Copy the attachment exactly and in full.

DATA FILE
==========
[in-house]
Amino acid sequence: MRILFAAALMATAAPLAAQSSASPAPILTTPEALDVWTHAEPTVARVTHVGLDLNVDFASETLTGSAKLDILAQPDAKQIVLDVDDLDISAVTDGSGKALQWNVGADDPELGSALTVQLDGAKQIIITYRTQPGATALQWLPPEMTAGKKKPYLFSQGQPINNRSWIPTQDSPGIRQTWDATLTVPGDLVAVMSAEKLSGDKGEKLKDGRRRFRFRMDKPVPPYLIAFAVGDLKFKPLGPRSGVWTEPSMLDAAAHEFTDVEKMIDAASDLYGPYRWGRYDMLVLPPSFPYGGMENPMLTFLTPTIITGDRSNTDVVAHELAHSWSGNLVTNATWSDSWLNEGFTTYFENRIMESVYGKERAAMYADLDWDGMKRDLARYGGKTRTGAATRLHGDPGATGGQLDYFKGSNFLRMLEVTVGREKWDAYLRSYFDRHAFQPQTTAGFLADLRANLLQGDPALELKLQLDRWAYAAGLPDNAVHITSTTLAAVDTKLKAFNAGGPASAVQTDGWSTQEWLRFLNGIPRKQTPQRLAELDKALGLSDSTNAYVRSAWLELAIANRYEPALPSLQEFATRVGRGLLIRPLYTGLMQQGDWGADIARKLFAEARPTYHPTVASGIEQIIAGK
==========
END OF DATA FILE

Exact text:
[in-house]
Amino acid sequence: MRILFAAALMATAAPLAAQSSASPAPILTTPEALDVWTHAEPTVARVTHVGLDLNVDFASETLTGSAKLDILAQPDAKQIVLDVDDLDISAVTDGSGKALQWNVGADDPELGSALTVQLDGAKQIIITYRTQPGATALQWLPPEMTAGKKKPYLFSQGQPINNRSWIPTQDSPGIRQTWDATLTVPGDLVAVMSAEKLSGDKGEKLKDGRRRFRFRMDKPVPPYLIAFAVGDLKFKPLGPRSGVWTEPSMLDAAAHEFTDVEKMIDAASDLYGPYRWGRYDMLVLPPSFPYGGMENPMLTFLTPTIITGDRSNTDVVAHELAHSWSGNLVTNATWSDSWLNEGFTTYFENRIMESVYGKERAAMYADLDWDGMKRDLARYGGKTRTGAATRLHGDPGATGGQLDYFKGSNFLRMLEVTVGREKWDAYLRSYFDRHAFQPQTTAGFLADLRANLLQGDPALELKLQLDRWAYAAGLPDNAVHITSTTLAAVDTKLKAFNAGGPASAVQTDGWSTQEWLRFLNGIPRKQTPQRLAELDKALGLSDSTNAYVRSAWLELAIANRYEPALPSLQEFATRVGRGLLIRPLYTGLMQQGDWGADIARKLFAEARPTYHPTVASGIEQIIAGK